We went lake kayaking one day on the large Espolon Lake, which we had entirely to ourselves. We spent two days cruising down tributaries of the Futa, then after the water levels dropped, we were able to get back on the main river. Fantastic rafting. Both of us fell out once, Jill’s fall worse than mine, after which she got to hang onto the back of Santi’s kayak to get through the rest of the rapid.
I took a bunch of photos on my phone, but during our sea kayaking day my phone decided to take a little freshwater dip and was toast. Even though I have no cell service abroad, I’ve been using the phone as a camera and was sad to lose all of my photos. Luckily the ex-chile staff, including the chef, Luz, were very familiar with swimming cell phone remedies. And after leaving the phone in a bowl of rice all day while we rafted, then sticking it in the sauna until dinner – it was cured! So…here are a few photos from the first days in futa, pre-swim…
The head guide was a 27-year-old Chilean named Humberto, who was fantastic. The other guides, also all great people, were Derek (24, from Ireland), Tora (19, from Norway — a champion freestyle kayaker and Derek’s lovely girlfriend), Adam (20, from England), and Santi (24, from Chile). A fun group, and surprisingly mature for all being so young!
Ex Chile also has an AMAZING chef named Luz. She learned how to cook from her grandmother, who was the personal chef to the president of Panama before being poached by the Prez of Peru to be his chef. An energetic, warm, funny, loving woman who made us the best soup we’d ever had.
There is also Rosi, a great woman who helps run the camp. She is married to Chris Spelios, a former Olympic kayaker who pioneered white water kayaking down the Futa and founded Ex Chile. And there’s Rosi’s mom, often seen in the kitchen and around the camp, who everyone calls “Abuela” (grandma).
The food overall was spectacular — Luz knew dishes from all different parts of the world and never disappointed. Soup after a cold day on the river, homemade cinnamon hot chocolate in the morning, salads, fresh watermelon, arroz – we are missing Luz big time.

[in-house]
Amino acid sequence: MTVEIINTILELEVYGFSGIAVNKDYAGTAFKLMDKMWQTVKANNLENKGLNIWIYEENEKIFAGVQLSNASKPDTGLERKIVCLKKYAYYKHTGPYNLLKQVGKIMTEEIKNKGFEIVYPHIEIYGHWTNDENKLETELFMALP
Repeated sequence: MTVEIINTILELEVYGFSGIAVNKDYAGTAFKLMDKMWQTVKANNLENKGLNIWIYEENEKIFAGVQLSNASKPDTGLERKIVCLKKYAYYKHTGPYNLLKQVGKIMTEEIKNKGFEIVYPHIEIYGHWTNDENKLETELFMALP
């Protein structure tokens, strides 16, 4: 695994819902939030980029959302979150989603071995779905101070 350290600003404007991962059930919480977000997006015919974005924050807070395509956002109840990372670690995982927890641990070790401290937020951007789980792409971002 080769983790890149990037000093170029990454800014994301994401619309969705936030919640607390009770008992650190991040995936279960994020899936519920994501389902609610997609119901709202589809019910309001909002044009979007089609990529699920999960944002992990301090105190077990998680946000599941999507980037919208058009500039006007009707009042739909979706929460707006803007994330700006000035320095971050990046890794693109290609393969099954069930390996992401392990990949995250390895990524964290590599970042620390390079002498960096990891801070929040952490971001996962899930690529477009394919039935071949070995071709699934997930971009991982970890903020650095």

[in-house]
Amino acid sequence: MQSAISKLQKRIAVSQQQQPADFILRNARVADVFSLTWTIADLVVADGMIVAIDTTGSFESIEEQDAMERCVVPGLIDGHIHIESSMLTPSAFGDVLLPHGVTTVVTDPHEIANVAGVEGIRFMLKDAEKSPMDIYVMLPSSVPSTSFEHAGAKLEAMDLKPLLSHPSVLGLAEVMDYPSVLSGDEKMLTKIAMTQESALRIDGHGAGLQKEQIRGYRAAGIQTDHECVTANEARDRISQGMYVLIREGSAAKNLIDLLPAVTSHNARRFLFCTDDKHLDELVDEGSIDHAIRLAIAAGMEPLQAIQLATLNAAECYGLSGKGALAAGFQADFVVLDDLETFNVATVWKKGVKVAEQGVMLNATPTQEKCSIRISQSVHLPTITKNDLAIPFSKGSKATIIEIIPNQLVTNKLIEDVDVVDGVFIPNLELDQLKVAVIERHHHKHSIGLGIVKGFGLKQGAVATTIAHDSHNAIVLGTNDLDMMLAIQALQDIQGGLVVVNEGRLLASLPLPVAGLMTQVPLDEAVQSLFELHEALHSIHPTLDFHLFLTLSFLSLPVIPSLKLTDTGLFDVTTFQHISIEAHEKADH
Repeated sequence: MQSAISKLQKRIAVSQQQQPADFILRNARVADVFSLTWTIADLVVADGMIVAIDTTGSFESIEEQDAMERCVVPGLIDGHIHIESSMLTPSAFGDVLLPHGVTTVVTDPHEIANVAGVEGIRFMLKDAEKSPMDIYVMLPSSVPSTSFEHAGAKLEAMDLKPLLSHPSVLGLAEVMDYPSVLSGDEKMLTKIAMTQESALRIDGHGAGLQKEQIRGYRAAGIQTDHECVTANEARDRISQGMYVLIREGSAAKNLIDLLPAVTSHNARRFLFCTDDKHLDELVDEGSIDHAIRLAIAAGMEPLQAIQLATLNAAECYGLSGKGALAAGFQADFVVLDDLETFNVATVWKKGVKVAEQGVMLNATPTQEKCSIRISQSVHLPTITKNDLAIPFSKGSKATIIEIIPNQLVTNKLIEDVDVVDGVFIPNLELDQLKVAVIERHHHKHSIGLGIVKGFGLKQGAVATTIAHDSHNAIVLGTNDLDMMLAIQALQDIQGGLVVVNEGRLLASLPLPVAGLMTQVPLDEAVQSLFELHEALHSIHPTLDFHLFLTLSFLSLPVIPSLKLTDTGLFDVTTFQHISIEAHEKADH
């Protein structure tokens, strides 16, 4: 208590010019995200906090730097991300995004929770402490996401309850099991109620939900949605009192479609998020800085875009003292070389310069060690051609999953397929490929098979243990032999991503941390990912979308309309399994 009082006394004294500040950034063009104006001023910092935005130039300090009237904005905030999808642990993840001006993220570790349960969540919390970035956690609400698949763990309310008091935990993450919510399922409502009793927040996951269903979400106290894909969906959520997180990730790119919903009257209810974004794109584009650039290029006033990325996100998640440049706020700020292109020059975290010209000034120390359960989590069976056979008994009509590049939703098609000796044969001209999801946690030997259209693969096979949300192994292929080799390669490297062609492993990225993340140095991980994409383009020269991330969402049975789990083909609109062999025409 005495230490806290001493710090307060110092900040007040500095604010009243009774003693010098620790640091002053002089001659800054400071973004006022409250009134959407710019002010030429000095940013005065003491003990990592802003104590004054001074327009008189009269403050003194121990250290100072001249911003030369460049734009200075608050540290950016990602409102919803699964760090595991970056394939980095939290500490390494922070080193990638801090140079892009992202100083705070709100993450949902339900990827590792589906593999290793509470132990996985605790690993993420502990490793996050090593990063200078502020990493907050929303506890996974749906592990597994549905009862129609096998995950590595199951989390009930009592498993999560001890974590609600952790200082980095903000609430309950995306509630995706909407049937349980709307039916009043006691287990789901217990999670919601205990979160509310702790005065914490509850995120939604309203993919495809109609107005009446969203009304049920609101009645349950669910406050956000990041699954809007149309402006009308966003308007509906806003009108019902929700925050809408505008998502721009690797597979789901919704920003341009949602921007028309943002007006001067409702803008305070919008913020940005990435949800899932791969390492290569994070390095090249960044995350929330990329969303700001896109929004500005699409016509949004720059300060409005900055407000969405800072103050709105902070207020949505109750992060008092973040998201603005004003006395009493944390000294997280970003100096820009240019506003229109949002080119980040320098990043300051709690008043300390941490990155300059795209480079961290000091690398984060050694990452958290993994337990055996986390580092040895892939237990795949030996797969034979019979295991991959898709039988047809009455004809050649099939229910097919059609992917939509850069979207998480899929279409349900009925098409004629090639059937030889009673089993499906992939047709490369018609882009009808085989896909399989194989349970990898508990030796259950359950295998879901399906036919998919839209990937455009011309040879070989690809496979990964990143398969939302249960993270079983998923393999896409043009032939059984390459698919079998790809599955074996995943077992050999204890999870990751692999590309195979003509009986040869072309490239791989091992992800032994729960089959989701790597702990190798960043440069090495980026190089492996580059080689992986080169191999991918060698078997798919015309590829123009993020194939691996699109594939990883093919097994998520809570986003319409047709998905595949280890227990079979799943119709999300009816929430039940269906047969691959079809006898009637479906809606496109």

Ex Chile also had a private garden about a 20-minute walk/hike from the camp with fresh fruits and veggies. We hiked up to the garden with Derek and Thomas and picked carrots, herbs, raspberries and more. Jill was in heaven.
[Parents, please skip this part] Several creeks and streams feeding into the Futa are pure glacial water and safe to drink. Cold, fresh, pure delicious agua. But check back with us in a week to see if we have ghiardia.
Your faithful correspondents
Greetings friends! After six days off the grid, we’re back for a night. So coming up are a few posts from our incredible experience along the Futaleufu River…
It poured all night in Trevelin and continued the next day as we crossed the border into Chile. The border station is basically a small hut with two employees at the end of a long dirt road — if you want to sneak an army into Chile, I suggest you do it from here.
When we got to the town of Futaleufu we thought there was no way we’d go rafting that first day. But we went straight to the Ex Chile office, met our guides, were handed wet suits, and then hopped in the van to head to the river. It was game time.
We have few pics of the rafting (hard to bring a camera on a Class 5 river) but the first day was incredible despite the rain. The Futa is a beautiful river with stunning surrounding scenery and some of the best rapids in the world, but is still fairly lightly traveled given how remote it is.
After freezing our little tooshies off that first day on the river, we arrived at ExChile’s Camp Tres Monjas where we’d stay for the next five nights. No electricity, Internet, mirrors. All heat comes from wood-burning stoves and furnaces. So we were totally unplugged, which was liberating. And one huge perk: a wood burning sauna (we pretty much jumped straight in after the freezing first day).
More to come!